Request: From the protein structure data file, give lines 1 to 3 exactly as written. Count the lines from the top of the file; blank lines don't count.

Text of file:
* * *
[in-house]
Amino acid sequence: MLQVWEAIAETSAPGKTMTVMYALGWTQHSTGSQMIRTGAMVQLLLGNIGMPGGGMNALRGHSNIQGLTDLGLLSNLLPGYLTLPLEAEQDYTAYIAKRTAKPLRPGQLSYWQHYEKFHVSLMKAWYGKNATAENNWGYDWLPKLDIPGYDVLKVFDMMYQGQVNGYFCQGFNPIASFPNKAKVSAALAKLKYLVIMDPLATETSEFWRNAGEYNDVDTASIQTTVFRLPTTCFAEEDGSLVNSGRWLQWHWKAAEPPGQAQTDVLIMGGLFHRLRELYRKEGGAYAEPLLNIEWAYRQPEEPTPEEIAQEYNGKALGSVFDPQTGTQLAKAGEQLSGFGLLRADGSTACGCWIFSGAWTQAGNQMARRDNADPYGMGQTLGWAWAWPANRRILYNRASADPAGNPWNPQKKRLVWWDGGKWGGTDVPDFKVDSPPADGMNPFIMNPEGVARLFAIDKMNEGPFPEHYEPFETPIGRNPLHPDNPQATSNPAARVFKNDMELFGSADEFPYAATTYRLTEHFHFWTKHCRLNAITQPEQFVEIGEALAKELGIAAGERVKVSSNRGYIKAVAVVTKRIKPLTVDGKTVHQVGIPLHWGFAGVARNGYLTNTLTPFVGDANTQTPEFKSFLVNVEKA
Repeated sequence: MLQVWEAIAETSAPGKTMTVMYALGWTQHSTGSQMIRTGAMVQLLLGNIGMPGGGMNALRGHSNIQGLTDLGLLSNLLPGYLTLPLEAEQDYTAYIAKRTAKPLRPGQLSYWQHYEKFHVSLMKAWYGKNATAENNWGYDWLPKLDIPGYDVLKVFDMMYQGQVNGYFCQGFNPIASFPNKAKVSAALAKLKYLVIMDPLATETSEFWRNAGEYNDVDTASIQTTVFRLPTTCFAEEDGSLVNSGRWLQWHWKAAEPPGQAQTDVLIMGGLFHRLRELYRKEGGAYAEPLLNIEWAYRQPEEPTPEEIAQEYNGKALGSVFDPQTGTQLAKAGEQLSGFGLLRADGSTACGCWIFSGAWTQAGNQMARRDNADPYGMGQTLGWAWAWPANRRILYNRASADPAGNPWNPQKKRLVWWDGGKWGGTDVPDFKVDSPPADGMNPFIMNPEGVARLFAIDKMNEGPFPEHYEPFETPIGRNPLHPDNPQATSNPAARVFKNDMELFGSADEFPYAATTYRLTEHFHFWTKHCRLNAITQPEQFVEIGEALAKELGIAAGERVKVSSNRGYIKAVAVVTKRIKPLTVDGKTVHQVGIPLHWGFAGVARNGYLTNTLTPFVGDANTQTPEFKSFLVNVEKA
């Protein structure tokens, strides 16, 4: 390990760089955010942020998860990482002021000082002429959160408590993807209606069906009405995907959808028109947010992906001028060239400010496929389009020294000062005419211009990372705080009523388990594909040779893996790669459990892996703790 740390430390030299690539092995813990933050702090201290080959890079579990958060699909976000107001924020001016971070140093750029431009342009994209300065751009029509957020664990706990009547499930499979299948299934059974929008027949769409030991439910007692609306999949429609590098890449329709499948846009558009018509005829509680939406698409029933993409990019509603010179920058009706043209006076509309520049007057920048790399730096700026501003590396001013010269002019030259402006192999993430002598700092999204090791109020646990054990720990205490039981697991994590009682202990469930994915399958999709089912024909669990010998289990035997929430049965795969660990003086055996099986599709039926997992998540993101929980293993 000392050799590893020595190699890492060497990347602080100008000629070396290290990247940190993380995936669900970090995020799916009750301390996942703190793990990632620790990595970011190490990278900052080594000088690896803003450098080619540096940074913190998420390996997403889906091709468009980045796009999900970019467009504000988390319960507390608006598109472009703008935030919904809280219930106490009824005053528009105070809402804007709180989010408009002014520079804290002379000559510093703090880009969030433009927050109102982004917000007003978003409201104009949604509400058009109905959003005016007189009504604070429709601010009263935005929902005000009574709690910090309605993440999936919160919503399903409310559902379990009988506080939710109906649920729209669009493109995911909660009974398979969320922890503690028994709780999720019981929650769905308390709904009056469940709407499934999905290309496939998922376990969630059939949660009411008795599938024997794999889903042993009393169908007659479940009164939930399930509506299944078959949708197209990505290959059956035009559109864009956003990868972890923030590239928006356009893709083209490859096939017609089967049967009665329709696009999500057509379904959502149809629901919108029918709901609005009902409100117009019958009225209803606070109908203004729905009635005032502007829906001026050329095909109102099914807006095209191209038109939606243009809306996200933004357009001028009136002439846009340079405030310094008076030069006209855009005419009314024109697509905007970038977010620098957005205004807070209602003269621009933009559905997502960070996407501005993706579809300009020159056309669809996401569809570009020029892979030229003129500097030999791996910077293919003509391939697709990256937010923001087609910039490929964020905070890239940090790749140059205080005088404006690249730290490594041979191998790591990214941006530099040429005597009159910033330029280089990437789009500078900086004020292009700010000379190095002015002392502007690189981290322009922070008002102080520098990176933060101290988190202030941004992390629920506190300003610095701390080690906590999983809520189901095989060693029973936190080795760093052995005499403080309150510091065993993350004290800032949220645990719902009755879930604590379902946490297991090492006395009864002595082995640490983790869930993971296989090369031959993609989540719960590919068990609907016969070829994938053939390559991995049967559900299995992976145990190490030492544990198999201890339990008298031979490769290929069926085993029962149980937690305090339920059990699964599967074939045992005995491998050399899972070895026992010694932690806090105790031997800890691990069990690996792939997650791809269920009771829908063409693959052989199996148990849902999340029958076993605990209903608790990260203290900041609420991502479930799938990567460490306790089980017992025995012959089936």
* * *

[in-house]
Amino acid sequence: MLQVWEAIAETSAPGKTMTVMYALGWTQHSTGSQMIRTGAMVQLLLGNIGMPGGGMNALRGHSNIQGLTDLGLLSNLLPGYLTLPLEAEQDYTAYIAKRTAKPLRPGQLSYWQHYEKFHVSLMKAWYGKNATAENNWGYDWLPKLDIPGYDVLKVFDMMYQGQVNGYFCQGFNPIASFPNKAKVSAALAKLKYLVIMDPLATETSEFWRNAGEYNDVDTASIQTTVFRLPTTCFAEEDGSLVNSGRWLQWHWKAAEPPGQAQTDVLIMGGLFHRLRELYRKEGGAYAEPLLNIEWAYRQPEEPTPEEIAQEYNGKALGSVFDPQTGTQLAKAGEQLSGFGLLRADGSTACGCWIFSGAWTQAGNQMARRDNADPYGMGQTLGWAWAWPANRRILYNRASADPAGNPWNPQKKRLVWWDGGKWGGTDVPDFKVDSPPADGMNPFIMNPEGVARLFAIDKMNEGPFPEHYEPFETPIGRNPLHPDNPQATSNPAARVFKNDMELFGSADEFPYAATTYRLTEHFHFWTKHCRLNAITQPEQFVEIGEALAKELGIAAGERVKVSSNRGYIKAVAVVTKRIKPLTVDGKTVHQVGIPLHWGFAGVARNGYLTNTLTPFVGDANTQTPEFKSFLVNVEKA
Repeated sequence: MLQVWEAIAETSAPGKTMTVMYALGWTQHSTGSQMIRTGAMVQLLLGNIGMPGGGMNALRGHSNIQGLTDLGLLSNLLPGYLTLPLEAEQDYTAYIAKRTAKPLRPGQLSYWQHYEKFHVSLMKAWYGKNATAENNWGYDWLPKLDIPGYDVLKVFDMMYQGQVNGYFCQGFNPIASFPNKAKVSAALAKLKYLVIMDPLATETSEFWRNAGEYNDVDTASIQTTVFRLPTTCFAEEDGSLVNSGRWLQWHWKAAEPPGQAQTDVLIMGGLFHRLRELYRKEGGAYAEPLLNIEWAYRQPEEPTPEEIAQEYNGKALGSVFDPQTGTQLAKAGEQLSGFGLLRADGSTACGCWIFSGAWTQAGNQMARRDNADPYGMGQTLGWAWAWPANRRILYNRASADPAGNPWNPQKKRLVWWDGGKWGGTDVPDFKVDSPPADGMNPFIMNPEGVARLFAIDKMNEGPFPEHYEPFETPIGRNPLHPDNPQATSNPAARVFKNDMELFGSADEFPYAATTYRLTEHFHFWTKHCRLNAITQPEQFVEIGEALAKELGIAAGERVKVSSNRGYIKAVAVVTKRIKPLTVDGKTVHQVGIPLHWGFAGVARNGYLTNTLTPFVGDANTQTPEFKSFLVNVEKA